Whether you’re about to retire or still have a few years to go, your pension is probably the most important financial product you have, so it’s essential to ensure it’s working hard for you.
If you’ve had several different employers over the years and accumulated multiple pensions, it can be difficult to keep track of how they are performing. You might also have set up a personal pension plan, making the burden of burgeoning paperwork even more troublesome.
Having your pension savings in one single pot can simplify things, making it easier and more effective to manage. The process of merging all the pensions from every job you’ve held into one is known as pension consolidation.
By consolidating your pensions, you can see exactly what your total pension savings are worth, monitor the performance of your investments and assess whether you’re on track to hit your retirement goals.
Get it right and it could mean you enjoy a higher income or even an earlier retirement date.
The Pros and Cons of Pension Consolidation
There are pros and cons to combining your pensions. The best course of action will depend on what kind of pensions you have and how long you have until retirement.
- Long-forgotten plans can end up languishing in expensive, poorly performing funds and it’s easy to lose track of your savings over time.
- Having all your money in one place should make it easier to manage your savings and reduce the risk of overlooking any.
- Having lots of different pensions could mean you are paying lots of different charges.
- It also means you must think about where you have invested the savings in each of your different pensions to make sure you’re monitoring performance.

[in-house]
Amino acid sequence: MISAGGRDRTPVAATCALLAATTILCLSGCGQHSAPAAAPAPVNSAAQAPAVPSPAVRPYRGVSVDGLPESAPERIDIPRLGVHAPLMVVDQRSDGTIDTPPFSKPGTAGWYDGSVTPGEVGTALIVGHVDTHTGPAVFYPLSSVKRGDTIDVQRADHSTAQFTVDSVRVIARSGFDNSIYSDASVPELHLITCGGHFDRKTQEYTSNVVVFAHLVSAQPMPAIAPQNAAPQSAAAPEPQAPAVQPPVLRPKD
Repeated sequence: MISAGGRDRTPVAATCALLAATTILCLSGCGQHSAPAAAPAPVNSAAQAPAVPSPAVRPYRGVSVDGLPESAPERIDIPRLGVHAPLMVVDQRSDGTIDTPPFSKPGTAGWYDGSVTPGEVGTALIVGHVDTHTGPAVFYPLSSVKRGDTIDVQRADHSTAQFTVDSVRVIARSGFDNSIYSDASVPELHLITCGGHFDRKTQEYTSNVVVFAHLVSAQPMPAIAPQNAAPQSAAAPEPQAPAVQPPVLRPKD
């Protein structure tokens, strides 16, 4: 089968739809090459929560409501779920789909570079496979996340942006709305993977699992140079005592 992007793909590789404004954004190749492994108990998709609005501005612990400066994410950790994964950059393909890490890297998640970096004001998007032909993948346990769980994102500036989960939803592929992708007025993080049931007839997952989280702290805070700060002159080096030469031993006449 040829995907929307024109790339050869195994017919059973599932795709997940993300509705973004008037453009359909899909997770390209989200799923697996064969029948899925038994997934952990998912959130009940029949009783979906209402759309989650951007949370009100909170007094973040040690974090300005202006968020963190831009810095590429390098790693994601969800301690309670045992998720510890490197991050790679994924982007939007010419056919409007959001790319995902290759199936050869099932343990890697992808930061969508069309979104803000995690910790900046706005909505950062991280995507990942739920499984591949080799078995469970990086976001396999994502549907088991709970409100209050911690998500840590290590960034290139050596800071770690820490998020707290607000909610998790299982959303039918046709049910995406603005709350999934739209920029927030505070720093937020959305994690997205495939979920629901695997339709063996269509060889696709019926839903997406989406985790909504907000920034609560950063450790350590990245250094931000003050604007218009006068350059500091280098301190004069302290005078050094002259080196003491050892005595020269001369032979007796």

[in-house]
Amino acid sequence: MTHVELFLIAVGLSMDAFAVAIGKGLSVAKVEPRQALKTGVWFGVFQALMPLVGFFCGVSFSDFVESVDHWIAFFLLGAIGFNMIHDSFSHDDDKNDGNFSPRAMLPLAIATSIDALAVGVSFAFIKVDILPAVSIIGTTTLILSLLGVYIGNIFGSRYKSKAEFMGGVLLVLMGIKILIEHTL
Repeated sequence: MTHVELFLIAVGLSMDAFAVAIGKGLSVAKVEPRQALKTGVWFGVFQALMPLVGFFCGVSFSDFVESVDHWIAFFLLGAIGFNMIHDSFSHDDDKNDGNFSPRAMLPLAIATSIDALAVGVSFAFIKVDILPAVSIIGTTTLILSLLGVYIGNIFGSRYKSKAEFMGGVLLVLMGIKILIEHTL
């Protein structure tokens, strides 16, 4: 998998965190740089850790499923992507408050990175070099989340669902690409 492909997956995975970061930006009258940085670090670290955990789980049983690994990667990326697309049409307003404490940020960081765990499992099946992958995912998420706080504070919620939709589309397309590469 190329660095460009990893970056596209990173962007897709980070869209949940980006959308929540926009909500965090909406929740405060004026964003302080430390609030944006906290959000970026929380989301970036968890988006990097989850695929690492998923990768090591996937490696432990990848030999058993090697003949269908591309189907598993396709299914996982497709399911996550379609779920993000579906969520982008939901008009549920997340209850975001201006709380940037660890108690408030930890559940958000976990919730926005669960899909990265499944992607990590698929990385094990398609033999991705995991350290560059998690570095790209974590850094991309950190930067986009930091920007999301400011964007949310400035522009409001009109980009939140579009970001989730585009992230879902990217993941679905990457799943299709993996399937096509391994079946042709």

- To get valuations, rearrange your investments or alter your contribution levels you’ll need to deal with numerous pension providers, which can prove timely and problematic.
- Pensions are important so it is crucial that you take time to understand exactly what you’ve got and what you’d be giving up should you transfer out of an existing pension.
- If you’re currently paying into an employer’s scheme, you will be receiving contributions from them, topping up your savings, so leaving such a plan might not be a good idea.
- Similarly, if you have pension benefits in a final salary or defined benefit scheme, it is almost never a good idea to transfer out as these plans offer guaranteed levels of retirement income that will be difficult to match elsewhere.
- Before you combine pensions, you need to check whether you’ll need to pay exit charges and whether you will lose any loyalty bonuses or protected benefits such as tax-free cash or low pension age.
- You should also carefully consider any features your current plans have, like guarantees or life assurance benefits.
How to Consolidate Your Pensions
So, how do you go about doing it? One option could be to work out which is the best of your current pensions, then move all your money into that plan. You will need to pay close attention to any fees involved and make sure you understand the investment options and facilities the pension offers for the future.
Alternatively, you could start an entirely new pension plan and transfer everything into this scheme. This would allow you to select the perfect pension plan to meet your individual needs.
Whatever your hopes are for retirement it is important to ensure you are financially prepared. You may be plotting to travel the world, take up a new sport or have the quality of time to enjoy your home and family. We can help you to achieve your goals, taking every opportunity to increase your retirement reserves.
Pension consolidation is a highly specialist area and there are several issues to weigh up before you decide to go ahead.
If it is something you are considering, please contact us. Our independent professional financial advisers would be happy to review all your current options.